19. This is in response to 10/20/12 @ 3:08PM:

    As others here have stated ad nauseum, you don't need an LL.M. to practice law in the United States unless you are a foreigner and have an LL.B. (yes, in most countries a law degree is equivalent to a bachelors' degree) from abroad. The only time an LL.M. makes sense for a J.D. is if that person is already working in a tax legal department for a law firm or a company and is seeking the Tax LL.M. from NYU or Georgetown. I repeat, all other LL.M.s are useless and worthless, even the ones that are conferred by "prestigious" schools such as Columbia, Harvard, et al.

    LL.M. programs are designed for two purposes from a law schools' perspective: 1) to generate more cash at $50K per student; and, 2) to provide a vehicle that facilitates the manipulation of the "employed at 9 months after graduation" stat since LL.M. students are counted as employed despite that they are not working and are not earning a wage. Read that again. Only in the universe of a law school dean is an LL.M. student counted as "employed." Given that law school enrollment is declining for J.D. programs and law schools are coming under fire for fudging the employment stats, expect the LL.M. programs to be marketed aggressively to J.D. candidates who struck out at OCI and have walked the dry Sahara during their last year of law school.

    Take for instance the "Transition to Practice" LL.M. that was (or is) offered by UCLA and Northwestern Law. Here are two highly ranked law schools that offered (or are offering) students to enroll in a made up LL.M. program taught by law professors who haven't practiced law. I can assure you that an LL.M. in Transition to Practice will not make you more practice ready for the profession than a simple plain J.D. So, yes I stand by my original statement that an LL.M., even from a prestigious school (unless it is in Tax from NYU or Georgetown) is worthless and useless.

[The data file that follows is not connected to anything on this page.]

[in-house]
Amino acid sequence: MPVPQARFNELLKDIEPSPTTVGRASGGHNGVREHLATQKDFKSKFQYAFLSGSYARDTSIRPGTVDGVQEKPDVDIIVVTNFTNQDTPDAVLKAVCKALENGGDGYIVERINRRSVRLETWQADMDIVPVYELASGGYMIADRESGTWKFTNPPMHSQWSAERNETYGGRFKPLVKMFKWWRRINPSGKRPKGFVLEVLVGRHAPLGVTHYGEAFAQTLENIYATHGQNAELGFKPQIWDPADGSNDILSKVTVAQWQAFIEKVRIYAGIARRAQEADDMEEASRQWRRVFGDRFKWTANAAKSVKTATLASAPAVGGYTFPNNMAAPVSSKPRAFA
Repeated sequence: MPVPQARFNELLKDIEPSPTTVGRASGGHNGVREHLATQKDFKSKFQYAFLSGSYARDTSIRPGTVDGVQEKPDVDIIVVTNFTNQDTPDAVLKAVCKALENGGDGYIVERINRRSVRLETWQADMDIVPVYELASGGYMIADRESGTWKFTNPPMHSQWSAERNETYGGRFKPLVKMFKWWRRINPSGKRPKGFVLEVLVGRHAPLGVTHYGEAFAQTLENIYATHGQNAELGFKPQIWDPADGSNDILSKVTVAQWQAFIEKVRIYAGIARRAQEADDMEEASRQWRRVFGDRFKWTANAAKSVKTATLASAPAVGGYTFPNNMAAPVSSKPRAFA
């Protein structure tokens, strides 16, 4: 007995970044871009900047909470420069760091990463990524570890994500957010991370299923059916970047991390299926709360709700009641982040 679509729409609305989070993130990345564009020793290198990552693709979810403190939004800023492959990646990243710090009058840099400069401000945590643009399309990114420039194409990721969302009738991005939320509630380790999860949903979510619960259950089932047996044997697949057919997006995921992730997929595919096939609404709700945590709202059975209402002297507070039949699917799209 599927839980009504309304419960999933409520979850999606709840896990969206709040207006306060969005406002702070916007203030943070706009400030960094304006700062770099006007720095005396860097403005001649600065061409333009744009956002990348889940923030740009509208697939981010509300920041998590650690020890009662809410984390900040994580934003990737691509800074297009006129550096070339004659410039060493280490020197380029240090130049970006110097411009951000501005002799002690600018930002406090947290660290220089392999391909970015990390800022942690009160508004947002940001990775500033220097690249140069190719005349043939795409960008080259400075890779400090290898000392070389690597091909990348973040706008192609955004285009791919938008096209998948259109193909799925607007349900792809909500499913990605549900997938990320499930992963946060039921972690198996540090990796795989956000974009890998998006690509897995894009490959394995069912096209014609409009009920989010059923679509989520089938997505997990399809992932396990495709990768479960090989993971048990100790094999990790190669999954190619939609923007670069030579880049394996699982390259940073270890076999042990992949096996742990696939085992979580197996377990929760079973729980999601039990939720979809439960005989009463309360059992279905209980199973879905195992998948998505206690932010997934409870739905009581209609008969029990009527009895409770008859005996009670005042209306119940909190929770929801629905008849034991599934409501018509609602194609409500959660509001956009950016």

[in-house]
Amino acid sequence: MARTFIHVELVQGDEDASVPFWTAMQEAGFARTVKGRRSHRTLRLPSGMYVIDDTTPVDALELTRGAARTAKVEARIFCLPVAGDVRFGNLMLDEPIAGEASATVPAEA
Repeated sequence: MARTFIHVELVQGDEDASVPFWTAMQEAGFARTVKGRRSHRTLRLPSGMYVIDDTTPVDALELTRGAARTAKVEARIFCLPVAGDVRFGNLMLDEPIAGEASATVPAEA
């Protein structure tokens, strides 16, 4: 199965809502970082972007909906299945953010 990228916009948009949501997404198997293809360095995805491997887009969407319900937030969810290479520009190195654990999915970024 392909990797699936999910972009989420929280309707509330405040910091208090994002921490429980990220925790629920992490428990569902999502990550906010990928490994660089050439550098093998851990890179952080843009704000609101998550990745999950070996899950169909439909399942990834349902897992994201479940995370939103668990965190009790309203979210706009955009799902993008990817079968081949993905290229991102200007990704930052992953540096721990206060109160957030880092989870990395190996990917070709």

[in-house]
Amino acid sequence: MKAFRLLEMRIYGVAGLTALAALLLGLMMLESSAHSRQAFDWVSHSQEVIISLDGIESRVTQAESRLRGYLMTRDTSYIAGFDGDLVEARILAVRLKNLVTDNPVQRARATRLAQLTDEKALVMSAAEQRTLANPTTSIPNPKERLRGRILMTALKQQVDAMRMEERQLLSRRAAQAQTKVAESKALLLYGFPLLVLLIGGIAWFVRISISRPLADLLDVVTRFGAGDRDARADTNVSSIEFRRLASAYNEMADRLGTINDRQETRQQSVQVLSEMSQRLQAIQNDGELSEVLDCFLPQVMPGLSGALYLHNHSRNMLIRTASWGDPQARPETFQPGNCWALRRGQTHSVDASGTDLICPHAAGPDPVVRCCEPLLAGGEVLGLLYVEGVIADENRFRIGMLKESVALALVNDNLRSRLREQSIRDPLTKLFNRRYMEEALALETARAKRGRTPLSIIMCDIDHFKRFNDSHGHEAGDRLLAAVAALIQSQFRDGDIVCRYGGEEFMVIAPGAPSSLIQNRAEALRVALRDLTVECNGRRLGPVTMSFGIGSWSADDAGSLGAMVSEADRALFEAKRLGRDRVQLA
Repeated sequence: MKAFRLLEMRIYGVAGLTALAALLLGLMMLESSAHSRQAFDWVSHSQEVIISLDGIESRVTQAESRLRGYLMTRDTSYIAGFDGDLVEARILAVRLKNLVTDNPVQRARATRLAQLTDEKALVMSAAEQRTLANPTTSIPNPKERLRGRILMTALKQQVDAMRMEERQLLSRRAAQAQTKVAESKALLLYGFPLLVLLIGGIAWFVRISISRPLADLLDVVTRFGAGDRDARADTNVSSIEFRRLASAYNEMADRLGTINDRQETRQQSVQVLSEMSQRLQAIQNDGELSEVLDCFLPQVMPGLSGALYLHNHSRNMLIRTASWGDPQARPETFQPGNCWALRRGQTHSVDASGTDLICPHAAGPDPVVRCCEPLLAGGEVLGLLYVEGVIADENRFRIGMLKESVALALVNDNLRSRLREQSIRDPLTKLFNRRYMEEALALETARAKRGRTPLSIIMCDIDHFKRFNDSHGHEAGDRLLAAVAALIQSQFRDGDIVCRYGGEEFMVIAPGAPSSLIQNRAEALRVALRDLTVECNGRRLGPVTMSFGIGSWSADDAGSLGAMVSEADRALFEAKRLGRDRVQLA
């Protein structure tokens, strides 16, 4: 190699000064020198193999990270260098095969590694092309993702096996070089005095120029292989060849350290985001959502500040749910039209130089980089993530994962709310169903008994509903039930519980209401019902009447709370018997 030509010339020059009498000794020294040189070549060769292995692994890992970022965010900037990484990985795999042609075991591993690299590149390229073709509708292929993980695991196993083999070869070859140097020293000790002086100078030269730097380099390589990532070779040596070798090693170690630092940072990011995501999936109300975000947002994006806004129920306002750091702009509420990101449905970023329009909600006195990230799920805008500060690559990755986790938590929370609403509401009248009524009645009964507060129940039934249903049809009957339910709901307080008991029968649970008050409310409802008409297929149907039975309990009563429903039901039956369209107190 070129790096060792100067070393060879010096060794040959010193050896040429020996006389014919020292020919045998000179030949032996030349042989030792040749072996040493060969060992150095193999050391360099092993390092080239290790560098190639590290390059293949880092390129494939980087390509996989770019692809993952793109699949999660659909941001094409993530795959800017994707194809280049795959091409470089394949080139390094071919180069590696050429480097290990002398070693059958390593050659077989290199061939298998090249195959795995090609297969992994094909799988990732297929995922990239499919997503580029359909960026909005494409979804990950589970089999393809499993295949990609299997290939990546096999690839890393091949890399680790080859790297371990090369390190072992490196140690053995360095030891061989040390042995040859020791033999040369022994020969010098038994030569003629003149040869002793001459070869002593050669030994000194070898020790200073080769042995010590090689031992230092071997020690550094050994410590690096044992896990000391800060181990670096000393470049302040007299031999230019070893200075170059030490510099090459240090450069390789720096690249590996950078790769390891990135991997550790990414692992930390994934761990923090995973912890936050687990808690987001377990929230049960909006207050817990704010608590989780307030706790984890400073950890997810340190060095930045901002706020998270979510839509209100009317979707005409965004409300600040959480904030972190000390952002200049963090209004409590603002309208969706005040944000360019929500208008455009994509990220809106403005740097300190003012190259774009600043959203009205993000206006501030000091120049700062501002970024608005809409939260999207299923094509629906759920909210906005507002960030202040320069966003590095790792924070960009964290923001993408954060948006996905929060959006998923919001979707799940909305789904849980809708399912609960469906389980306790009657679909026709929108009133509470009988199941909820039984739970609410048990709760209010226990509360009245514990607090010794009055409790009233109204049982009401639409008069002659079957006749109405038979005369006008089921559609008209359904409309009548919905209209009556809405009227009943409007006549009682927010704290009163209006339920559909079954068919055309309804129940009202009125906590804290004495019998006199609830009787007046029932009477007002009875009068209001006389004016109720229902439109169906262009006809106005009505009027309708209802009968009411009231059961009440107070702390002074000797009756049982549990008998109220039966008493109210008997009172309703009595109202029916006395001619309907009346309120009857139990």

The LL.M. certificate (it is not a degree in my book) is akin to those "Executive MBA" or "Corporate Compliance" certificates that are offered by most schools such as Harvard, Yale et al. The schools are banking on their "prestige" to lure unsuspecting students who want to erase the stigma of having obtained a J.D. or other degree from a second or third tier school. The problem is, it won't work.

    Years ago, it was common to see lower tier 1 grads get into biglaw and then obtain a tax LL.M. This was acceptable because the associate usually pursued the LL.M. 2-5 years after getting a J.D. By that time, the associate had proven him/herself to the firm or company. What has a J.D. straight to LL.M. candidate proven without prior legal experience? NOTHING.

    Look, I am just trying to be helpful here. If you choose to act like a lemming all over again and double down on an LL.M. degree, be my guest since it is no skin off of my back. However, you have been warned over and over again. Don't be surprised if you can't find employment since your resume reveals what an idiot you were in being scammed twice by the law school business.

    NYC Hiring Partner